If you are a major celebrity on the brink of a major world tour, you launch a merch collection. That is what Kanye West did with Life of Pablo that made gothic-font-on-long-sleeved-tees one of the year’s biggest trends. That is what Justin Bieber did with Purpose that had both his fans and haters scrambling to scoop up hoodies sporting Sin City-fied images of a former teen pop star. Rihanna’s Anti, The Weeknd’s Starboy, and Beyonce’s Lemonade all had wildly successful merch lines to accompany wildly successful albums. And then Justin Timberlake released Man of the Woods.
If ever there was a sign for the way A-list artists and their handlers build hype around marketing trends, but sometimes miss the point, it came Wednesday morning when news broke that Timberlake would be opening up a NYC pop-up shop to sell a collection of merch. Never mind that the press preview for fashion editors came the first day of women’s Fashion Week and the last day of men’s, a big no-no considering that typical Fashion Week events are carefully organized through the CFDA to minimize scheduling conflicts. The fashion establishment doesn’t like this sort of thing — and this is not an unknown. When West brazenly skirted the etiquette of Fashion Week the first year he showed, there was significant backlash. Timberlake also didn’t think the same rules should apply.
This is a weird attitude to take considering the week that he's had: A new album got panned by critics (Pitchfork called it “a huge misstep” and assigned the album a rating of 3.8/10, the New York Times asked whether the past 12 years of Justin Timberlake’s status as a pop star was delusional, and even Forbes called the album “fake woke”). His Super Bowl performance called into question whether he’s always used black bodies, products, and production for personal gain.
To a much more minor, but much more hilarious extent, it also offended fashion people. His performance featured a debut of sort of a new, countrified Timberlake that was supposed to present a more authentic self, but came across as clearly manufactured. His outfit consisted of a fringed leather jacket, an orange bandana, camo pants, and a shirt sublimated with a Montana landscape featuring two bucks (deer, not cash). Twitter erupted in jokes about the hard left turn Timberlake had apparently done with his new woodsy wardrobe. Reporter Matthew Shneier collected a few in a tweet: “Like a bitcoin millionaire who just bought his way into Westworld.” “Like a molly dealer at Coachella.” “Cashier at Urban Outfitters decided to rob a train in the 1890s.” It’s a look that’s curiously both right-on (country-Western motifs are one of 2018’s bigger fashion trends) and completely off-the-mark (country-Western-by-way-of-service-station-gift-shops is a look with limited appeal). This new style direction was like the result of a game of telephone, played during a Coachella act.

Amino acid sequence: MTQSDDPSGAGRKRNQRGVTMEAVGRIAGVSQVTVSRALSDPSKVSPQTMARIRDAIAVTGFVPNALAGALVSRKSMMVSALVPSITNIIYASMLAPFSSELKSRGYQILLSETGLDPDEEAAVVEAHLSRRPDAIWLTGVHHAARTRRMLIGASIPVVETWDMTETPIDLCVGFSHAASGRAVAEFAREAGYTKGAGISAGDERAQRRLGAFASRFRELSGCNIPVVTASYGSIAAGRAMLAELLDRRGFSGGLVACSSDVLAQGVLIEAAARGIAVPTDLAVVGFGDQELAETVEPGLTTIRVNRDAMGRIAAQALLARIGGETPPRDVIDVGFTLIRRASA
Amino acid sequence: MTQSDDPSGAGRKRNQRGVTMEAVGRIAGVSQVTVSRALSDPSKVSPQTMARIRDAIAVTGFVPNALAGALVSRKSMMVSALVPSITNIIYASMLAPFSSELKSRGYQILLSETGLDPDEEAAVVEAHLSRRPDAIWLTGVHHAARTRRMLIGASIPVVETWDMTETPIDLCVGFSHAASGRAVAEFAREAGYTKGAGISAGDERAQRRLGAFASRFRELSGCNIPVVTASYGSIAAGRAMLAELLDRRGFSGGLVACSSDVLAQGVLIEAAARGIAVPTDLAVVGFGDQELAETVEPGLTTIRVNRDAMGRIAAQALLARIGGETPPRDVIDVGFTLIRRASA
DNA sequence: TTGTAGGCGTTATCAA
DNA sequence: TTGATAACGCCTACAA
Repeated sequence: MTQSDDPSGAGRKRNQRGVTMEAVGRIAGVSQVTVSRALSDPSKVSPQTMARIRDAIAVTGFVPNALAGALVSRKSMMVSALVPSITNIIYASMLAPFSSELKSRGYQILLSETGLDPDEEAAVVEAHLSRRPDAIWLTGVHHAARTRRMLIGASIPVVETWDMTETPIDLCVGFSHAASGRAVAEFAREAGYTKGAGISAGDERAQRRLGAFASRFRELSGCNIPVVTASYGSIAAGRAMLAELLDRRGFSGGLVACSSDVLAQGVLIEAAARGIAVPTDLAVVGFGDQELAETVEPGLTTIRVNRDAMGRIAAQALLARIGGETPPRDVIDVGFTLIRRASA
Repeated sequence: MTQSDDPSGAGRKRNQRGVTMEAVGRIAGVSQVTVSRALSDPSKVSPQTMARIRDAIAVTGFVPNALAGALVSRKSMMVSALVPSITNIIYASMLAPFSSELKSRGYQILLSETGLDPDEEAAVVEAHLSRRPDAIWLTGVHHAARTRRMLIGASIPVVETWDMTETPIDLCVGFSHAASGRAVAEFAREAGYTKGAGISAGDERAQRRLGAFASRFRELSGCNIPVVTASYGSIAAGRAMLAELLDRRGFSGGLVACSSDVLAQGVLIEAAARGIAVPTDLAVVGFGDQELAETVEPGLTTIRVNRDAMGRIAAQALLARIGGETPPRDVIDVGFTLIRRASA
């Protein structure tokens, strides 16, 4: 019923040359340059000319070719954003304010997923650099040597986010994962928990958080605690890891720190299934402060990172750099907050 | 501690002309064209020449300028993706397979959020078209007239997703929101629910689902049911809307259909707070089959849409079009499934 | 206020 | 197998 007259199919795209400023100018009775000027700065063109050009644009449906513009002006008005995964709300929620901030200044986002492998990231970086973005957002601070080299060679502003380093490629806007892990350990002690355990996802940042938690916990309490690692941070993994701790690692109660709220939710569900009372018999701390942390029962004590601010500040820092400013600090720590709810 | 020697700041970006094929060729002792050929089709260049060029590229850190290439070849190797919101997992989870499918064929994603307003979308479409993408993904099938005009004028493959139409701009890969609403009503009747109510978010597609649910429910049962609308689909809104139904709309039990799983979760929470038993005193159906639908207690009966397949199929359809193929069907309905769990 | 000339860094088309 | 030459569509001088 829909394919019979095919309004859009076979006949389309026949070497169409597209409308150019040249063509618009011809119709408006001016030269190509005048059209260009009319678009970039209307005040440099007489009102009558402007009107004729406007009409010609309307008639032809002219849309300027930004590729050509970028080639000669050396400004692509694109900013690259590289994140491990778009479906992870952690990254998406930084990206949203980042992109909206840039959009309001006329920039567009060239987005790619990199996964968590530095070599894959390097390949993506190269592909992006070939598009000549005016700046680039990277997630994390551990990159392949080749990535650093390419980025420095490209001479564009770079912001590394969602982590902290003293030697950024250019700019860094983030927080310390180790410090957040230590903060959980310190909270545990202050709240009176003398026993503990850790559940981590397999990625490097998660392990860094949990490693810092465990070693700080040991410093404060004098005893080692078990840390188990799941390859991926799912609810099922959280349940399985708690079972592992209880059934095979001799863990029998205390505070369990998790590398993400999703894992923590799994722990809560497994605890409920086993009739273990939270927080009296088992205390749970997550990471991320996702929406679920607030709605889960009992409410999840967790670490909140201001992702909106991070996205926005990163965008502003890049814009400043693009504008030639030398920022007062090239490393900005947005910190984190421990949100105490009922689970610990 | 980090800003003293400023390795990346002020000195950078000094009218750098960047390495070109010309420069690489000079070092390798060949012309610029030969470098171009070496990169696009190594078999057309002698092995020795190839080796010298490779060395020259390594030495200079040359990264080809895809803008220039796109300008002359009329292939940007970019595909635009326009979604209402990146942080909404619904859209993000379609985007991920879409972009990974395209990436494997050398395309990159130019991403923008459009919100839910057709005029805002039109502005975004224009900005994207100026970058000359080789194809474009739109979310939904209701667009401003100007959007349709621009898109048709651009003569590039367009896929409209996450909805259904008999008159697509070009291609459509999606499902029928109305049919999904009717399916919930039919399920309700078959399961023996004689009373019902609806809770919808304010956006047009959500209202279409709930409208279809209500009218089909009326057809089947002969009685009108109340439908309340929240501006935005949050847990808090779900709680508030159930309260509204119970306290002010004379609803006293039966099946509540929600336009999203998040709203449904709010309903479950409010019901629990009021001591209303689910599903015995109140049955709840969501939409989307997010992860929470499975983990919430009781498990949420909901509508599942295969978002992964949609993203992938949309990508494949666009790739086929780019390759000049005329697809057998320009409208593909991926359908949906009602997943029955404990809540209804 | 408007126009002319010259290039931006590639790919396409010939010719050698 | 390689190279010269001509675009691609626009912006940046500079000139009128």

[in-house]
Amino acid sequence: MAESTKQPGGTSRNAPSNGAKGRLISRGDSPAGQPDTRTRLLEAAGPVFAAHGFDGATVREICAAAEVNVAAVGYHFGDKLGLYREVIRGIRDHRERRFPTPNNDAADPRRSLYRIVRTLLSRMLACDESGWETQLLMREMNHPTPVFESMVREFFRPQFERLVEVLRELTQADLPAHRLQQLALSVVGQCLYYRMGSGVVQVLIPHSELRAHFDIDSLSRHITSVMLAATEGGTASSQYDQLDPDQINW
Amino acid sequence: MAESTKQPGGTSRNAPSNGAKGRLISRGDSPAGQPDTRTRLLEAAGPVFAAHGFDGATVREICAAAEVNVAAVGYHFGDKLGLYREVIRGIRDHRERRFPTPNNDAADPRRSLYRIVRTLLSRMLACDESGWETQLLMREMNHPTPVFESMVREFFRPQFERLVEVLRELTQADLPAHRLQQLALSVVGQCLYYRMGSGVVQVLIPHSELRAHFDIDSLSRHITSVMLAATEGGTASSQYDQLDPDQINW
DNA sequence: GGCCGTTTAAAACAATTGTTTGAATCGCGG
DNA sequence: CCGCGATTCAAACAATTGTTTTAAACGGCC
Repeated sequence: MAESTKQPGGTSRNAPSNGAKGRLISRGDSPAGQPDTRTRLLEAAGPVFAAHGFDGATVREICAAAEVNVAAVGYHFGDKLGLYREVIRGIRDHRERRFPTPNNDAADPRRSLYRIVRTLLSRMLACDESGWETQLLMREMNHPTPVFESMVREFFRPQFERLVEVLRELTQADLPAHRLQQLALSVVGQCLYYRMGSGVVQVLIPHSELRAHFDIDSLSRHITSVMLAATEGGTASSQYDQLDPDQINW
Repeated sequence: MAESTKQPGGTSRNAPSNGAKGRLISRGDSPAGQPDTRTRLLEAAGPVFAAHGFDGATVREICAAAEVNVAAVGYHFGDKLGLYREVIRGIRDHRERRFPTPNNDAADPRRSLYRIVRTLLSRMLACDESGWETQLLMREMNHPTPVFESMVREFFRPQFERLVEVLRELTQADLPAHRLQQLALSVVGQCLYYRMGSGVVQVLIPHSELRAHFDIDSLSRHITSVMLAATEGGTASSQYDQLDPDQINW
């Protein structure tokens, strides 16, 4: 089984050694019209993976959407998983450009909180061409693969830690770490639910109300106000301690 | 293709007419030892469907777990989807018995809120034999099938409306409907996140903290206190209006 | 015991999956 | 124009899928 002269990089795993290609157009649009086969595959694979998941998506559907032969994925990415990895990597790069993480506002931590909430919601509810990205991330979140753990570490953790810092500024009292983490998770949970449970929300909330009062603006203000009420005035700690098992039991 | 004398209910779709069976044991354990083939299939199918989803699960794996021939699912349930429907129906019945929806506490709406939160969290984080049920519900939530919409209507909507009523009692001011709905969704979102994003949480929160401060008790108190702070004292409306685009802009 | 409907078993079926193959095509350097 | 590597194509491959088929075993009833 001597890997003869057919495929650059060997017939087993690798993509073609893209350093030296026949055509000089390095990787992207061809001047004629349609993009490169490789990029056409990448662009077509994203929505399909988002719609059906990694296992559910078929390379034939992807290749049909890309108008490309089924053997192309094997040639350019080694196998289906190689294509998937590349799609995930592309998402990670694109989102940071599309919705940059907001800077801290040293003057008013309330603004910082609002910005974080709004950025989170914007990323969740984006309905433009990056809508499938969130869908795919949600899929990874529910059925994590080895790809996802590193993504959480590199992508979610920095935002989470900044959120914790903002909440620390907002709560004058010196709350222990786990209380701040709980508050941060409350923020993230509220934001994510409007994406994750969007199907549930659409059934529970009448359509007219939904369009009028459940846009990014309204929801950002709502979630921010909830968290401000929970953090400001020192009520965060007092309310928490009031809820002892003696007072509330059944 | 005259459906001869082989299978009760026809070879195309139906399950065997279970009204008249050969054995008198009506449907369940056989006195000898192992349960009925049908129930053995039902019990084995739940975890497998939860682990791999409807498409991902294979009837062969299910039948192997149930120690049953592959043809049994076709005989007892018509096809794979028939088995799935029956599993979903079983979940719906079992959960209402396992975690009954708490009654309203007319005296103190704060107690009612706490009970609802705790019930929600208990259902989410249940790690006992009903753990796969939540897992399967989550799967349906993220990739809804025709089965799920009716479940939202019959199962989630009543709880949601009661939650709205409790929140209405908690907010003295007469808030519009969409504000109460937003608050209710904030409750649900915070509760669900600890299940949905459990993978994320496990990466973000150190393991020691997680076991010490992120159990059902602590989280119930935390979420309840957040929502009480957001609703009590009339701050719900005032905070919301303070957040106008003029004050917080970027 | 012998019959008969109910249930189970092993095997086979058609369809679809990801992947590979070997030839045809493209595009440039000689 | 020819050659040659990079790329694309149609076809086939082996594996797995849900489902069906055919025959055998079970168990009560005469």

This is exactly the look he decided to hawk in the wild woods of New York City. Upon arriving at the pop-up shop, at a location of which was emailed to me only after I confirmed I could attend, it was unclear what I had arrived to. A trio of security guards stood on an empty street in front of window covered in brown paper. The only sign of the event was the “Man of the Woods” song that was echoing through the doors. Meanwhile, the inside was shockingly empty.
"Maybe everyone is still in the woods?” my sole companion, a fashion editor, joked. We were free to take in the collection of merch — 16 items designed in collaboration with a number of brands — which had been displayed on shelves like art in a museum. Each item featured a placard with information like “machine wash cold” and “packaged in a letterpress envelope,” but not, you know, the price. There were blankets made with Pendleton and an axe made with Best Made. The collection of stonewashed-denim jackets made with Levi’s were pretty great, and featured the only visible price tags ($250).